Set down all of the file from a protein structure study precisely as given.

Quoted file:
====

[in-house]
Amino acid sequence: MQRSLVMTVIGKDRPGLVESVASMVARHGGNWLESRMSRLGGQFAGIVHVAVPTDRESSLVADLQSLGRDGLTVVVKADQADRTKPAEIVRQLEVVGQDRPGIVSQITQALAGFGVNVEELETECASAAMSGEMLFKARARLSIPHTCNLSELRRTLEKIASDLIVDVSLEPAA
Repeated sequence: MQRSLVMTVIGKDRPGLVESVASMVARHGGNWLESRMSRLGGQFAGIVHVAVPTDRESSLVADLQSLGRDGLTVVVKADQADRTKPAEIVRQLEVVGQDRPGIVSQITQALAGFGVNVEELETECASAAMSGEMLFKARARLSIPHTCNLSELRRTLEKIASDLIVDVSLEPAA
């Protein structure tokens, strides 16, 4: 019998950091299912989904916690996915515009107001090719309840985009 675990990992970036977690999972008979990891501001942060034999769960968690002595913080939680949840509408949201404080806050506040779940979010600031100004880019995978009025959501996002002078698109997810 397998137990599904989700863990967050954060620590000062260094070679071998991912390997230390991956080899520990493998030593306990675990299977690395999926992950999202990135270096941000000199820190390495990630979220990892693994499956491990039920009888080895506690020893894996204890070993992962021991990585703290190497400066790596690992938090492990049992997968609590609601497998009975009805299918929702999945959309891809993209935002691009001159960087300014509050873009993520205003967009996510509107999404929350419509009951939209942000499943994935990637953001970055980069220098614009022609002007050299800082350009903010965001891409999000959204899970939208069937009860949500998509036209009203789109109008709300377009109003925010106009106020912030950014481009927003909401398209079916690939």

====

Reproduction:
[in-house]
Amino acid sequence: MQRSLVMTVIGKDRPGLVESVASMVARHGGNWLESRMSRLGGQFAGIVHVAVPTDRESSLVADLQSLGRDGLTVVVKADQADRTKPAEIVRQLEVVGQDRPGIVSQITQALAGFGVNVEELETECASAAMSGEMLFKARARLSIPHTCNLSELRRTLEKIASDLIVDVSLEPAA
Repeated sequence: MQRSLVMTVIGKDRPGLVESVASMVARHGGNWLESRMSRLGGQFAGIVHVAVPTDRESSLVADLQSLGRDGLTVVVKADQADRTKPAEIVRQLEVVGQDRPGIVSQITQALAGFGVNVEELETECASAAMSGEMLFKARARLSIPHTCNLSELRRTLEKIASDLIVDVSLEPAA
């Protein structure tokens, strides 16, 4: 019998950091299912989904916690996915515009107001090719309840985009 675990990992970036977690999972008979990891501001942060034999769960968690002595913080939680949840509408949201404080806050506040779940979010600031100004880019995978009025959501996002002078698109997810 397998137990599904989700863990967050954060620590000062260094070679071998991912390997230390991956080899520990493998030593306990675990299977690395999926992950999202990135270096941000000199820190390495990630979220990892693994499956491990039920009888080895506690020893894996204890070993992962021991990585703290190497400066790596690992938090492990049992997968609590609601497998009975009805299918929702999945959309891809993209935002691009001159960087300014509050873009993520205003967009996510509107999404929350419509009951939209942000499943994935990637953001970055980069220098614009022609002007050299800082350009903010965001891409999000959204899970939208069937009860949500998509036209009203789109109008709300377009109003925010106009106020912030950014481009927003909401398209079916690939």